Laughing At Your Own Expense
I’m sure you’ll agree that there’s nothing quite like having a good laugh. Laughter is infectious, it makes us feel better, happier, more optimistic and leaves us feeling refreshed. Being able to laugh at oneself is a particularly admirable trait, and it’s something I try to work on regularly.
I try not to take life too seriously, or myself for that matter. I consider myself to be a very relaxed, chilled-out guy (some who know me very well would say annoyingly so), and I find it contributes to my general happiness. Sometimes it can work against me, but more on that later.
A brief example of how I make a conscious effort not to take life too seriously; I don’t like to keep up with current affairs, as in, I never watch the news. I feel if something of importance arises and it is going to affect me, I will find out sooner or later. The only news I keep up with is the sports section, and of course the gossip pages, just to see what Kourtney, Kim and Khloé are getting up to, but that goes without saying.
Anyway, getting back to the point. In the time I’ve spent living abroad, I have found that some of the most memorable moments arise while discovering how your own country is viewed by other expats. There are the usual stereotypes of course, the ones which everyone you meet will mention the very instant they find out where you are from. Sometimes though, even when you think you’ve heard them all, people can surprise you and catch you off guard. This is where I’ve learned the value of not taking myself too seriously, and being able to laugh at my own expense sometimes. It can bring people closer together.
Some common observations about the Irish:
- We tend to overuse words like ‘grand’ and ‘sound’.
- Our accent is amazing.
- We curse a lot, but in a charming way.
Oh and while we’re on the subject, I’d like to clear up a few things.
- It’s not called ‘St. Patty’s Day’.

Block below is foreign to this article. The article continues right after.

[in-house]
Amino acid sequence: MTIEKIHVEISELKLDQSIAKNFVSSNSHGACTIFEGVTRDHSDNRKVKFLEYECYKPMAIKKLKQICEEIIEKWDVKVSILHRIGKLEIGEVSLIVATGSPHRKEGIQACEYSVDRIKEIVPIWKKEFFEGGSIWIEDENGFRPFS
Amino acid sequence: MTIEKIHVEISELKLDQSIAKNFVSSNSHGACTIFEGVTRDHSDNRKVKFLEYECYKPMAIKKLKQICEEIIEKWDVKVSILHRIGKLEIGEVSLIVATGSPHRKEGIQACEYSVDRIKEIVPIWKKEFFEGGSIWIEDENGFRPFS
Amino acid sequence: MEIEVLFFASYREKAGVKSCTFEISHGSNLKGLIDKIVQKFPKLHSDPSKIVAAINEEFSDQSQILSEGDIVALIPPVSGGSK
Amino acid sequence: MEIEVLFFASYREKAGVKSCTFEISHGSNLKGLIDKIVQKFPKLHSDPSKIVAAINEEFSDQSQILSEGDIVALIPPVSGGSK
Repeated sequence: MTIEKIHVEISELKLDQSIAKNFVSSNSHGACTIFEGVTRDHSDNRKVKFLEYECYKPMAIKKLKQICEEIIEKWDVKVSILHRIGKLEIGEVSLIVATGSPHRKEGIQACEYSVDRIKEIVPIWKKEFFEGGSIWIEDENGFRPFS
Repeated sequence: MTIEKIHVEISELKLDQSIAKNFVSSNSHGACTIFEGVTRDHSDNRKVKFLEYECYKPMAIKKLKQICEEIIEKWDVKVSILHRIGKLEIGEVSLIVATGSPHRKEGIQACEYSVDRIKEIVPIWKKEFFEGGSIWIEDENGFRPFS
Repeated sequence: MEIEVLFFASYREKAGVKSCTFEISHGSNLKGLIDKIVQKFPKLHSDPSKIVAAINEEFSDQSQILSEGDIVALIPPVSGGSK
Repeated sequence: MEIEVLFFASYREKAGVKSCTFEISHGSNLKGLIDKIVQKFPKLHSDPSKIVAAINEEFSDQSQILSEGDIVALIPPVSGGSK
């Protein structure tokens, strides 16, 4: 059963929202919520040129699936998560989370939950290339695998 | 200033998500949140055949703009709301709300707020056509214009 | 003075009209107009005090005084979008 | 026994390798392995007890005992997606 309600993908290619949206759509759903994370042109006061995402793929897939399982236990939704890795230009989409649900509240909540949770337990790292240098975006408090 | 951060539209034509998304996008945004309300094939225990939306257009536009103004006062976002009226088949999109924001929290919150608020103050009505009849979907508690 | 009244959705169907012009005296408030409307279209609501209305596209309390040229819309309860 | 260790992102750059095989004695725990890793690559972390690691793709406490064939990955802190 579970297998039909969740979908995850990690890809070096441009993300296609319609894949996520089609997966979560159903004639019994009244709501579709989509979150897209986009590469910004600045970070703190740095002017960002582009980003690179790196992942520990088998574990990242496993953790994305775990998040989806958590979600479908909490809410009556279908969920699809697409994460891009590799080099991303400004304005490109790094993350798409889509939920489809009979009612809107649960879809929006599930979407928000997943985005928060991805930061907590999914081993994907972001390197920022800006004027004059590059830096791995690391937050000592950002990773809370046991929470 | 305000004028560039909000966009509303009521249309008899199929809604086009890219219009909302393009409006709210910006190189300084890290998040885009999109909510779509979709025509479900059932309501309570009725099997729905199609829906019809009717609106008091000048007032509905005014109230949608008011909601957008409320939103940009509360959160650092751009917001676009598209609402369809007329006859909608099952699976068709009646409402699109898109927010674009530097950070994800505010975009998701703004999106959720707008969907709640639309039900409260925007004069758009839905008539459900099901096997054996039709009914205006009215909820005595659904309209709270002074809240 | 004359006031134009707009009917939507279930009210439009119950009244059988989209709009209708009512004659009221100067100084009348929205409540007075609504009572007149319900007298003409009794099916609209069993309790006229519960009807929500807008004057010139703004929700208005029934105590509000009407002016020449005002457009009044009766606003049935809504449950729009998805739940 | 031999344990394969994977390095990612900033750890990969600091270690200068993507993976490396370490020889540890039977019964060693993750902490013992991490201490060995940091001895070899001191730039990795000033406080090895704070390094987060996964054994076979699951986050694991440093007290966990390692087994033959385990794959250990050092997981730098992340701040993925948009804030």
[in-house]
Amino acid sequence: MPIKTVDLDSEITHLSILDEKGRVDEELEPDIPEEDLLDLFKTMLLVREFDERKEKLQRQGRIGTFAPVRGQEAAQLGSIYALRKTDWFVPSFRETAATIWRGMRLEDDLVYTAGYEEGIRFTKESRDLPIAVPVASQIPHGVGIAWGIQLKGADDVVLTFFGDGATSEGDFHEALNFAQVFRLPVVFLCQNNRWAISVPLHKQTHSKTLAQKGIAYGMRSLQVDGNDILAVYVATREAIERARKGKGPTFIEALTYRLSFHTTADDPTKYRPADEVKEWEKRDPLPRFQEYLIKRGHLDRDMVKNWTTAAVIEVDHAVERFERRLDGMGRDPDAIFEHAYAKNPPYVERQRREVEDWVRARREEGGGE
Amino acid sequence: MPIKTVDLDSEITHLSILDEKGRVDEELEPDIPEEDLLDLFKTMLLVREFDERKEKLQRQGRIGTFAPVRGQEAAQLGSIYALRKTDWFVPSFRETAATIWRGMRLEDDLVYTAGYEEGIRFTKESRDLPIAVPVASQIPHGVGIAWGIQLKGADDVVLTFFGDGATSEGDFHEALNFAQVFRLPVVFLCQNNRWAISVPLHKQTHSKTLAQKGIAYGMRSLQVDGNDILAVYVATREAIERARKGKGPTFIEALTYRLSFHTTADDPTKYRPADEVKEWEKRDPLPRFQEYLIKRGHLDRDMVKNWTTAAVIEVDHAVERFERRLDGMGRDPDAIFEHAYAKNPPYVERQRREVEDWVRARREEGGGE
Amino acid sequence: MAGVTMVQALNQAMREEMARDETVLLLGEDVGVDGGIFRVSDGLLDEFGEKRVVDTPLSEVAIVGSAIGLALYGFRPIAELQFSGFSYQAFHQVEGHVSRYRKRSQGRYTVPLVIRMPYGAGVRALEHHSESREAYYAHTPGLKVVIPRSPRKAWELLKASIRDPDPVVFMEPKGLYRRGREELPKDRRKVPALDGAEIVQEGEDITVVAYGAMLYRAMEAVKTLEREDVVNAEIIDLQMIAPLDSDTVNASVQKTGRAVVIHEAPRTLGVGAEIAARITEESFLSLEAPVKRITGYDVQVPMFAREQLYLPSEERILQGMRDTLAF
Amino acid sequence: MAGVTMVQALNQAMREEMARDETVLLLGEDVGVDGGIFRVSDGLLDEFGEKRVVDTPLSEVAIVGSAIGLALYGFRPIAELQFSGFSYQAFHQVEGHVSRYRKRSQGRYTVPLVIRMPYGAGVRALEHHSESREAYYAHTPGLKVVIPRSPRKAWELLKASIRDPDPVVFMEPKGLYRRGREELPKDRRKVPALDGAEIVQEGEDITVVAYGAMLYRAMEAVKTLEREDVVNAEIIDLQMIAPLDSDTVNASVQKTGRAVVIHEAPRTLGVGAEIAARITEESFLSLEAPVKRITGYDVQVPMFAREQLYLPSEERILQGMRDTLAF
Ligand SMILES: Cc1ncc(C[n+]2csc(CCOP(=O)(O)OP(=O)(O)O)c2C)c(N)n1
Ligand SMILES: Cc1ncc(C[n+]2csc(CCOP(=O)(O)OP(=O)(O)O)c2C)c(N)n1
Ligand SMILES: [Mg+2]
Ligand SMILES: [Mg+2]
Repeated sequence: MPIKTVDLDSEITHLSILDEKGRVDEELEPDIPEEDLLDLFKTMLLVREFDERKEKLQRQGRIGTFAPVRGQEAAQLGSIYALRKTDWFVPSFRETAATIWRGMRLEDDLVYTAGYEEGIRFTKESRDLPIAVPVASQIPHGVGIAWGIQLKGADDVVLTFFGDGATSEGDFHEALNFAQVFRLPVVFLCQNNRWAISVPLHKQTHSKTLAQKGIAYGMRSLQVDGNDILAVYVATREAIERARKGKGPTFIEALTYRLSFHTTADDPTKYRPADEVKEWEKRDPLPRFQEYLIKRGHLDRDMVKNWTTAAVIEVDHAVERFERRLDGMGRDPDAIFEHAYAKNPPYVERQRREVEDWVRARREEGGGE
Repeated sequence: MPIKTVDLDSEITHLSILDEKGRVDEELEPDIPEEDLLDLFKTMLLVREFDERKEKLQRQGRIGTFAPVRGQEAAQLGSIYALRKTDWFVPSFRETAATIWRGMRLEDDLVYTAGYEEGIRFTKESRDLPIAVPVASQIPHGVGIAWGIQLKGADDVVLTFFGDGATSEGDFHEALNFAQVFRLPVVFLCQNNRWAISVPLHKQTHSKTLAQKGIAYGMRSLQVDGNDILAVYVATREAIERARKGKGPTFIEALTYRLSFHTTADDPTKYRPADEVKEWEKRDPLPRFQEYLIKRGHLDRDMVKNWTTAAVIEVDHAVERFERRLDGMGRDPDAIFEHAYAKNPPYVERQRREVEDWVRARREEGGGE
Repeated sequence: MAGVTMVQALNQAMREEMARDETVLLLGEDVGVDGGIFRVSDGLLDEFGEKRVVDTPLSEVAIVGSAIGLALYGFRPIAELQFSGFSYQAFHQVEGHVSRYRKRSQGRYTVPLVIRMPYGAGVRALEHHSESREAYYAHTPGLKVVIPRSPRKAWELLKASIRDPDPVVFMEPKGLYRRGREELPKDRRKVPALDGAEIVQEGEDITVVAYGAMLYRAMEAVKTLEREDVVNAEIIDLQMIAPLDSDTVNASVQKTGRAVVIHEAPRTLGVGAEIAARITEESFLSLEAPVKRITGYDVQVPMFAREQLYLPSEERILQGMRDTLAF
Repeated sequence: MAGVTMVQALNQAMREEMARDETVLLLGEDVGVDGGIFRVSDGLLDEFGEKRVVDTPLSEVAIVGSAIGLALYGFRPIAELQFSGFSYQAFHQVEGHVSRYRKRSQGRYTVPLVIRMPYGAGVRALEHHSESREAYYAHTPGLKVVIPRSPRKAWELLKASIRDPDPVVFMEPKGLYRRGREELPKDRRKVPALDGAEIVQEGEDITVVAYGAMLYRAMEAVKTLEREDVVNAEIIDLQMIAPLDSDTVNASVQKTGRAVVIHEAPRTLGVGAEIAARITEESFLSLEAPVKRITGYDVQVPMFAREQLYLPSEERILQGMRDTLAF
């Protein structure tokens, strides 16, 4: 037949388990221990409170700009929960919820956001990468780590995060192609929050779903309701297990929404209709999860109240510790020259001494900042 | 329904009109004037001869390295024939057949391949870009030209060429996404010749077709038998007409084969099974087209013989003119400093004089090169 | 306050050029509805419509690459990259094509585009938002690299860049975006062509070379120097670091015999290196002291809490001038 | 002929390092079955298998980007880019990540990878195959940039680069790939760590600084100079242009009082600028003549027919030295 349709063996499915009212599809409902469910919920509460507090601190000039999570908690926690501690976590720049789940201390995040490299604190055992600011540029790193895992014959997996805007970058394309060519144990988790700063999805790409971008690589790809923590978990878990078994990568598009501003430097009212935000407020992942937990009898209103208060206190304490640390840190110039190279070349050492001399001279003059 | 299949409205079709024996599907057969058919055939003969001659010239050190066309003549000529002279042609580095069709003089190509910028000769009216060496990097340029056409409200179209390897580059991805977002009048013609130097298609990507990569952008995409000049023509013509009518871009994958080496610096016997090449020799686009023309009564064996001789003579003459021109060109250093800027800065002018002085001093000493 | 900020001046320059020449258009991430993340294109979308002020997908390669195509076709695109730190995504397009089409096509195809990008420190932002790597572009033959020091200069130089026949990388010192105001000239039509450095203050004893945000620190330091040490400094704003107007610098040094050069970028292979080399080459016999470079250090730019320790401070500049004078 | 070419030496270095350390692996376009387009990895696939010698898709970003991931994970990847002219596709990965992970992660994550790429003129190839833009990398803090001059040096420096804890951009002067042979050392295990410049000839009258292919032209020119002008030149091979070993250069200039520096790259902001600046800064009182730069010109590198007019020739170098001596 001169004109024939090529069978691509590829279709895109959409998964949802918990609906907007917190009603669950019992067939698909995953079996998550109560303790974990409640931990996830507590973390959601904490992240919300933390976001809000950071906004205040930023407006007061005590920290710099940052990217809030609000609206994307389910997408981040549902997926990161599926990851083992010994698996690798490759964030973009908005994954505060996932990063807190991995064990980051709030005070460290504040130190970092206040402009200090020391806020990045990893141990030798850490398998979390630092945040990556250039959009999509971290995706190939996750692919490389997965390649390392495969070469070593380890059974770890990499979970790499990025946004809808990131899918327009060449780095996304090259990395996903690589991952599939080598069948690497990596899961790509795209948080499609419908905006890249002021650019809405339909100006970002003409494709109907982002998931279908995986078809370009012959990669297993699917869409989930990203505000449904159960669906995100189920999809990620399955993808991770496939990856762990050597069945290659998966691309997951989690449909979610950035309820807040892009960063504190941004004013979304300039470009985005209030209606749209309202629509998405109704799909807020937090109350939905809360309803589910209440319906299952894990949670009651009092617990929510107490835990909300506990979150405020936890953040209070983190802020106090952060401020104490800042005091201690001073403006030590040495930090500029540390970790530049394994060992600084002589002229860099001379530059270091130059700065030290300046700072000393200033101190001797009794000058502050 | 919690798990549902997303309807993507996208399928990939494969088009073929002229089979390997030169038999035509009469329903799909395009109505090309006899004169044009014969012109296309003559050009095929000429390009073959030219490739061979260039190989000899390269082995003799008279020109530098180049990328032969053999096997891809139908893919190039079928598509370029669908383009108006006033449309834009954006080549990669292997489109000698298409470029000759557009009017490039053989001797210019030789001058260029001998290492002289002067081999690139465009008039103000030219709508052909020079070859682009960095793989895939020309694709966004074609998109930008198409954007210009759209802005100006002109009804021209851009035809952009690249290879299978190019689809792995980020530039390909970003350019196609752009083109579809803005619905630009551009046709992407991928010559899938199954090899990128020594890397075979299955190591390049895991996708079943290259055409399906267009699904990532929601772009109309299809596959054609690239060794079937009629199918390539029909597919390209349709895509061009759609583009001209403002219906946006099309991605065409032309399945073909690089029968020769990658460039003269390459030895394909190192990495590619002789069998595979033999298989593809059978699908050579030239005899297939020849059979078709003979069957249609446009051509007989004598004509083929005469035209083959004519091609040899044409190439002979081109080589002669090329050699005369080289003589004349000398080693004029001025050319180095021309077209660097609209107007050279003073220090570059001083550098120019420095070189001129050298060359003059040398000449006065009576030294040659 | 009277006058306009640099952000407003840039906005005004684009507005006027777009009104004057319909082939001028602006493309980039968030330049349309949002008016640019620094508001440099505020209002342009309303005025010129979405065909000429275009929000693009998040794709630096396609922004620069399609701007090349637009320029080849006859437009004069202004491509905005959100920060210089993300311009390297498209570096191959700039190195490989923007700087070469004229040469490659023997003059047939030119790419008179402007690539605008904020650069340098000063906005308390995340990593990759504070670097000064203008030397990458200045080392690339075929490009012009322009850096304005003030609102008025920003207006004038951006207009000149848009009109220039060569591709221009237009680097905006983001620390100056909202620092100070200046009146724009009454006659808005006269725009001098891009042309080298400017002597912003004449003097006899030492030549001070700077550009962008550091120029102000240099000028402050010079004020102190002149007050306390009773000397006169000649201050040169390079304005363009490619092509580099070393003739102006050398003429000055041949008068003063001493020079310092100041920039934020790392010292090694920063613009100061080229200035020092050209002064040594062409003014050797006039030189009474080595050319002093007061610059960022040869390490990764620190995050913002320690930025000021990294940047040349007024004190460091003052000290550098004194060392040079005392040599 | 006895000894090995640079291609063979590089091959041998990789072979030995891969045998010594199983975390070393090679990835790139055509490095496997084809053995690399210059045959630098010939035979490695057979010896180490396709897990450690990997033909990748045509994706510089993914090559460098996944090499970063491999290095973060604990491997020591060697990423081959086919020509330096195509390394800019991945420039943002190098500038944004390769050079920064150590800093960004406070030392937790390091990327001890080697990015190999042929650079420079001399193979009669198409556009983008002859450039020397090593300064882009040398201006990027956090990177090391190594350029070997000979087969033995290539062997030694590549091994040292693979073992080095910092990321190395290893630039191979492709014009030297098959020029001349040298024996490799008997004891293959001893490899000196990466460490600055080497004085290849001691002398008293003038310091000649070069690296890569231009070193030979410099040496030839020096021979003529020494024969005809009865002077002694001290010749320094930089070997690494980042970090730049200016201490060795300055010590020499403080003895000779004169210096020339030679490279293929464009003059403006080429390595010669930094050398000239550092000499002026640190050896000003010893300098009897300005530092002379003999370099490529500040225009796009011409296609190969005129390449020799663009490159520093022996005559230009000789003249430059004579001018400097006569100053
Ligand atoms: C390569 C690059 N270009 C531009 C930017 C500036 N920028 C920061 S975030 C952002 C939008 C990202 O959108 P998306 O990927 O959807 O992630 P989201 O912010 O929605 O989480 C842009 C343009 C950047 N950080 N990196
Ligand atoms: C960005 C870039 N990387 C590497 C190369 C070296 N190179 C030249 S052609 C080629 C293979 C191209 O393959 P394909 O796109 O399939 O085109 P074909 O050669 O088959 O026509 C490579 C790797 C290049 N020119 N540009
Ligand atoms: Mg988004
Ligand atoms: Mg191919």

- If you rub my head, it won’t bring you five years of good luck.
- I don’t know ‘John from Galway’.
One day I was talking over the phone about this very subject, with my good friend Rob Murphy (‘Murf’, ‘The Unit’), a Tipperary man. We took turns describing our different experiences, in which expats from other countries had made comments about Ireland which ‘amused’ us, for want of a better word.
I went on to describe the following encounter to Murf. It took place about 14 months ago at a friends leaving party. She was an outgoing, bubbly, friendly young woman from The States. We had never met before, I guess we were mutual friends of the friend who was leaving. Anyway, it went something like this.
The Minnesotan Extrovert: ‘Hey, how are you?’
The Irish Introvert: ‘Grand thanks, yourself?’
M.E: ‘Great! Oh I love your accent, where are you from?’
M.E: ‘Awesome! I’ve never met anyone from Ireland before. So, that means you’re British right?’
I.E: ‘No. I’m Irish. I’m from Ireland.’
M.E: ‘Oh, I’m sorry. I’m not good with geography.’
I.E: ‘You’re grand, no worries.’
M.E: ‘Have you ever seen a leprechaun?’
-End of Conversation-
Laughter erupted between myself and Murf over the phone, and I was inspired to write a short poem commemorating my conversation with ‘The Minnesotan Extrovert’.
‘Ode To Americans’
Let this be a warning,
To yee who don’t know,
It might be hard to grasp,
So I’ll talk nice and slow.
The Emerald Isle is my home,
Ireland; born and bred,
Call me British again,
And I’ll kick you in the head.
I feel like I should mention that I wrote it in the space of five minutes, and it was written in good humor to make light of the situation. In other words, or as we say in Ireland, ‘I was just havin’ the craic!’
All that being said, notwithstanding the comical stereotypes, I’m always filled with great pride when I so often hear of my beautiful country being spoke of in such high regard by my fellow expats. Perhaps they tell you that Ireland is at the top of their travel bucket list, or they proudly claim lineage to Ireland through a grandparent, or they triumphantly recount the tale of how they pulled the perfect pint at the Guinness Storehouse. The list goes on.
In many ways, by leaving I have come to learn more about, and have a greater appreciation for, the wondrous land in which I call home. For that, I am extremely grateful.
As always, please feel free to share your thoughts in the comments section, or by e-mail. If you have had similar experiences, or a story to tell, I’d love to hear them. I really appreciate all your comments, texts and e-mails of support since I’ve started this project. Thank you, and keep them coming!
Have a great weekend!